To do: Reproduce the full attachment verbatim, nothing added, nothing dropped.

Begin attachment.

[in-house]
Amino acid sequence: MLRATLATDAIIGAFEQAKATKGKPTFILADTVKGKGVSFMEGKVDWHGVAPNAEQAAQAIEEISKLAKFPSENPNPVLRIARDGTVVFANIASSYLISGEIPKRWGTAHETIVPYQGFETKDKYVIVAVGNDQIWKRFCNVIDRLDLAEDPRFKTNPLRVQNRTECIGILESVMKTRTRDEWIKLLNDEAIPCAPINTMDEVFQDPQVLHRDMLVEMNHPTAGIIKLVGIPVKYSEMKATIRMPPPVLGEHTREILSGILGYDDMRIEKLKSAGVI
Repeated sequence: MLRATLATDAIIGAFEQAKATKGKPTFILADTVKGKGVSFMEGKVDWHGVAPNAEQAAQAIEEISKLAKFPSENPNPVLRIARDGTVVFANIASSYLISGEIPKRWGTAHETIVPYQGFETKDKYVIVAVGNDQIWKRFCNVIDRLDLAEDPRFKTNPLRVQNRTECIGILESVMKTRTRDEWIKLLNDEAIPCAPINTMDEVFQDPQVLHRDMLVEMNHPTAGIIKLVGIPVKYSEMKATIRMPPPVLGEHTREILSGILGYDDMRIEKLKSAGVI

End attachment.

[in-house]
Amino acid sequence: MLRATLATDAIIGAFEQAKATKGKPTFILADTVKGKGVSFMEGKVDWHGVAPNAEQAAQAIEEISKLAKFPSENPNPVLRIARDGTVVFANIASSYLISGEIPKRWGTAHETIVPYQGFETKDKYVIVAVGNDQIWKRFCNVIDRLDLAEDPRFKTNPLRVQNRTECIGILESVMKTRTRDEWIKLLNDEAIPCAPINTMDEVFQDPQVLHRDMLVEMNHPTAGIIKLVGIPVKYSEMKATIRMPPPVLGEHTREILSGILGYDDMRIEKLKSAGVI
Repeated sequence: MLRATLATDAIIGAFEQAKATKGKPTFILADTVKGKGVSFMEGKVDWHGVAPNAEQAAQAIEEISKLAKFPSENPNPVLRIARDGTVVFANIASSYLISGEIPKRWGTAHETIVPYQGFETKDKYVIVAVGNDQIWKRFCNVIDRLDLAEDPRFKTNPLRVQNRTECIGILESVMKTRTRDEWIKLLNDEAIPCAPINTMDEVFQDPQVLHRDMLVEMNHPTAGIIKLVGIPVKYSEMKATIRMPPPVLGEHTREILSGILGYDDMRIEKLKSAGVI